Marriages were recorded in counties prior to statehood, a few as early as 1778, such as those for Green (1780), Washington (1787), Hawkins (1789), Carter (1790), Jefferson and Knox (1792), and Blount (1795). However, a state law requiring the registration of marriages did not pass until 1815. A subsequent state law in 1838 required marriages to be registered in “well-bound books.” Between 1838 and 1919 both marriage licenses and bonds were recorded. In the 1880s marriage records began to include additional information including: names of bride and groom, dates of license and marriage, ages and birthplaces of bride and groom, places of residence at the time of marriage, and groom’s occupation. Many county vital records began in that same year.

Most early marriage records for the state have been microfilmed and are available at the Tennessee State Library and Archives. Marriage records are arranged by county (see Tennessee County Resources). Some county records are on microfilm and available through interlibrary loan from TSLA. Most are available at the FHL.

An additional source for marriage records are Byron Sistler and Associates’ compilations. Their six volumes are divided by geographical section (two each for east, middle, and west) and arranged alphabetically for grooms in one volume and brides in the other. Each entry lists names of couple, date of license and ceremony (when available), and county of record. Edythe Rucker Whitley compiled and published separate marriage records for numerous counties, for example:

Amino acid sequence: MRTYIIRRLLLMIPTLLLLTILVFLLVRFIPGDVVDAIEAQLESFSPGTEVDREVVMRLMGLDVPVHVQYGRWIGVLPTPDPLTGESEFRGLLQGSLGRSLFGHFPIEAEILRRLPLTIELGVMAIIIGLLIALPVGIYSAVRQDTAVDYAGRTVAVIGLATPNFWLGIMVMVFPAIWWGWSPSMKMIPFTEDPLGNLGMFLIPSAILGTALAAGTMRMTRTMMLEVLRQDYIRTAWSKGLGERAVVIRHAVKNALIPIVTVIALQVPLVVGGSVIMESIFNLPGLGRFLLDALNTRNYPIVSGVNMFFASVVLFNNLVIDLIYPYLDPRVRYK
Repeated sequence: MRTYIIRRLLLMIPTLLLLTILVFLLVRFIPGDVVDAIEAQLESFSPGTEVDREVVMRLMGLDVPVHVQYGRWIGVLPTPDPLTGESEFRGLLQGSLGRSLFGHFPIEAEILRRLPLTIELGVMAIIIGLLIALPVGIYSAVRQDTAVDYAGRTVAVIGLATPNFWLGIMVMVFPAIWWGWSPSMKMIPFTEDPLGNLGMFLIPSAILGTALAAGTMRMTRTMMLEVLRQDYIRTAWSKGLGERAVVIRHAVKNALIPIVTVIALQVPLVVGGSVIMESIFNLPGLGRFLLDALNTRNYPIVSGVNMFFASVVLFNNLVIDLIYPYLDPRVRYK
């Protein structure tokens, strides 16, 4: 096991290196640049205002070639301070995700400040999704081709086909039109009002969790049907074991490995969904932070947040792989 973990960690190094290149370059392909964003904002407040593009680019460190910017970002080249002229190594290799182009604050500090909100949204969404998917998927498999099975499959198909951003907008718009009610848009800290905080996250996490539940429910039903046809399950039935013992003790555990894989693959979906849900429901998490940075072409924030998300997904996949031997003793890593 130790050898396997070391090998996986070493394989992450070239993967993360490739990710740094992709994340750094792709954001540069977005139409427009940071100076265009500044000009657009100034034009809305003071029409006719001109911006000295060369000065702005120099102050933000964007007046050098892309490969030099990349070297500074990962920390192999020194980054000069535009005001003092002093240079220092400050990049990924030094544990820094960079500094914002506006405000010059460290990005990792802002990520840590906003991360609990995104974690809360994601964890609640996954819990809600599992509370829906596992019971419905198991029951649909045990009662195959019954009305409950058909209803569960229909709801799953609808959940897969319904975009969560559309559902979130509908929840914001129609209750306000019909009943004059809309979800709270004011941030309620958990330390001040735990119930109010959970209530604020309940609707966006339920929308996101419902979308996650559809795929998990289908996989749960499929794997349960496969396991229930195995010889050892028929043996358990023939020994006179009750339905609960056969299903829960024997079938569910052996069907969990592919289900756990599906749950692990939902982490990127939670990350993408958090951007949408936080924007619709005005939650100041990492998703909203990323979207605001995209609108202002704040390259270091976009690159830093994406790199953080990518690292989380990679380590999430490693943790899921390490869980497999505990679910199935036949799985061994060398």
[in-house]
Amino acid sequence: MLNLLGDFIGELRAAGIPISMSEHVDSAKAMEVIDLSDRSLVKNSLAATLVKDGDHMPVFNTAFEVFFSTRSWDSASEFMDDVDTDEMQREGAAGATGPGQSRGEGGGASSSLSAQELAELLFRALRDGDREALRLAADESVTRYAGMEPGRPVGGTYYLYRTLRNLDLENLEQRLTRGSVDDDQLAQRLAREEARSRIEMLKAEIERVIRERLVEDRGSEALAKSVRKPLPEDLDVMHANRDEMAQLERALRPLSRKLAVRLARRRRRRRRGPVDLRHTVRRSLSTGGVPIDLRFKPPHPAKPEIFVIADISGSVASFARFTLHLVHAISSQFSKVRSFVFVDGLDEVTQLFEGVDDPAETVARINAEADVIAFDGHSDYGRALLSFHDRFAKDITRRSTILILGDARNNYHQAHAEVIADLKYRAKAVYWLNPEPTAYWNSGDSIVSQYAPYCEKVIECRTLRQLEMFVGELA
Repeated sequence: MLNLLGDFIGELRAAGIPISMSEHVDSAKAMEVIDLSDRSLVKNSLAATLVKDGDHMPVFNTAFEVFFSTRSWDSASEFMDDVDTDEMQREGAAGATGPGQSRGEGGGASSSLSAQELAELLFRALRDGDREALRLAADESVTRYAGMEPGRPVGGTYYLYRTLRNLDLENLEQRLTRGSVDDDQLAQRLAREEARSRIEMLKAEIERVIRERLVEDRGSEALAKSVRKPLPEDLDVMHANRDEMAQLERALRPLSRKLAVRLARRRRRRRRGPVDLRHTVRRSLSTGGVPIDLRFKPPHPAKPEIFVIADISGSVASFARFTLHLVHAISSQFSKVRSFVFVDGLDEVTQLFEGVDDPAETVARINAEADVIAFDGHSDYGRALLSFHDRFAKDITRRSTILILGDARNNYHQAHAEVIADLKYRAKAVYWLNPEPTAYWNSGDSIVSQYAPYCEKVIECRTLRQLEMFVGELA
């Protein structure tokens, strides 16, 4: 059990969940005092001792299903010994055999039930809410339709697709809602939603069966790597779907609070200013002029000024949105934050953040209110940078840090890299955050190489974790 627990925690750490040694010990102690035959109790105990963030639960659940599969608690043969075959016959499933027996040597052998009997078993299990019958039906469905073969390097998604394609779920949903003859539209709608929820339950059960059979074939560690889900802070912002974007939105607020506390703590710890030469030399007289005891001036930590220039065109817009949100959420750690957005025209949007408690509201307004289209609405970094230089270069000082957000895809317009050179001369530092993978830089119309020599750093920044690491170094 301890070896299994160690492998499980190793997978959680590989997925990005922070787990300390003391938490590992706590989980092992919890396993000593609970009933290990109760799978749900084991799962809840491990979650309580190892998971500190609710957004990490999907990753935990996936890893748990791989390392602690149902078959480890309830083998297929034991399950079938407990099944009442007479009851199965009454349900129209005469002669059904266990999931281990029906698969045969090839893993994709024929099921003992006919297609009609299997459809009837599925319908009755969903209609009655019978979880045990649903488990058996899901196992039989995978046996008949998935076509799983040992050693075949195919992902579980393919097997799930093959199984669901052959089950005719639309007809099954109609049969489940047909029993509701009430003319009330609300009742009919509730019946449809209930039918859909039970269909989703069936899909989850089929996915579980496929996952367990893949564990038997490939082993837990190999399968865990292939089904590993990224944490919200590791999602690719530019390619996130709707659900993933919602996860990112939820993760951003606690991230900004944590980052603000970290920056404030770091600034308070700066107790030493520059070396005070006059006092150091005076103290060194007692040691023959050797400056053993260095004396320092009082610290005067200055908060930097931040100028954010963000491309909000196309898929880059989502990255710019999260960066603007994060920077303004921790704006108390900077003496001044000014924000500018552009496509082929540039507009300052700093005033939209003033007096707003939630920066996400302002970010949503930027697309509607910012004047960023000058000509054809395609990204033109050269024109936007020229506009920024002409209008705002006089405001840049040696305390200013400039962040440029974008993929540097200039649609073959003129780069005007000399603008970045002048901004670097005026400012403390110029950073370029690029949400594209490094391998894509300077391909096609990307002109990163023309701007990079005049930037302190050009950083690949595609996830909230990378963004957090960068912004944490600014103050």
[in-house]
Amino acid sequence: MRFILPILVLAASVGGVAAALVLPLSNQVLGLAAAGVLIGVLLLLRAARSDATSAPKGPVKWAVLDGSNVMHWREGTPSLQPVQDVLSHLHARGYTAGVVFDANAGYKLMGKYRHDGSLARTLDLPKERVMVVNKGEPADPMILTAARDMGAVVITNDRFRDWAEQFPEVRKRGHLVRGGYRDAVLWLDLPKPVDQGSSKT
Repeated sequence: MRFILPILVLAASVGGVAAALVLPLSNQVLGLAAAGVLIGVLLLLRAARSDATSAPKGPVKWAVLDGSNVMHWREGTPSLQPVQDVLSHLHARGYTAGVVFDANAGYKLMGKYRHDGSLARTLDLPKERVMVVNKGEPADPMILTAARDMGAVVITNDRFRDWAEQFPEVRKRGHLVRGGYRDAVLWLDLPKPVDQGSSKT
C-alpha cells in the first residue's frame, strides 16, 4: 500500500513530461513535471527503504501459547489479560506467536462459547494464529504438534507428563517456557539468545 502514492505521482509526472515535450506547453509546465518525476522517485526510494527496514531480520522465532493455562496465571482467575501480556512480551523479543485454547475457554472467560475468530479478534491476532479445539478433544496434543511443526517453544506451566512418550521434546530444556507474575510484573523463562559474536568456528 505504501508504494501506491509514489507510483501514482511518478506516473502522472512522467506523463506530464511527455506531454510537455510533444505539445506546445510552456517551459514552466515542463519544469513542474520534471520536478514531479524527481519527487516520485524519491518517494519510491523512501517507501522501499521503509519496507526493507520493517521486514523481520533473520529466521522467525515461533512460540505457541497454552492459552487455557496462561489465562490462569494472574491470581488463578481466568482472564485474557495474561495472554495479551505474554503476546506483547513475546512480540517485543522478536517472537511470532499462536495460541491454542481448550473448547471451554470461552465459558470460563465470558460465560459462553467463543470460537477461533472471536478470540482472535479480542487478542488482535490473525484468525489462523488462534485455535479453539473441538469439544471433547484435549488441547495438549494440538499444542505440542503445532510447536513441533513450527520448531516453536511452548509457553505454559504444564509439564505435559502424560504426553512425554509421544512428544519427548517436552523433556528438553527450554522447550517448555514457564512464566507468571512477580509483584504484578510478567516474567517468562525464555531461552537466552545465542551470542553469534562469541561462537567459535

• Whitley, Edythe Rucker, comp. Marriages of Blount County, Tennessee, 1795–1859. Baltimore: Genealogical Publishing Co., 1982.
  • ———. Marriages of Claiborne County, Tennessee, 1838–1850, and Campbell County, Tennessee, 1838–1853. Baltimore: Genealogical Publishing Co., 1983.

The Works Project Administration (WPA) copied many early Tennessee marriage records; these are available in some counties, the Tennessee State Library and Archives, the Allen County Public Library (Ft. Wayne, Indiana), and the FHL. These transcripts contain numerous errors; originals should always be checked. The Tennessee State Library and Archives has microfilm copies available on interlibrary loan. An early Tennessee marriage index and an index to marriage notices published by Nashville newspapers are both available at the Tennessee State Library and Archives.

Prior to 1834, divorces could only be granted by an act of the general assembly; therefore, these records are among the legislative papers. The state constitution of 1834 took the power to grant divorces from the legislature and authorized courts to grant them. Divorce records are normally maintained by the respective county’s circuit court. Those for the past fifty years are available at the Tennessee Office of Vital Records. Early divorce records are compiled in Gale W. Bamman and Debbie W. Spero, Tennessee Divorces, 1797–1858 (Nashville: G. Bamman, 1985), which abstracts 750 divorce records statewide.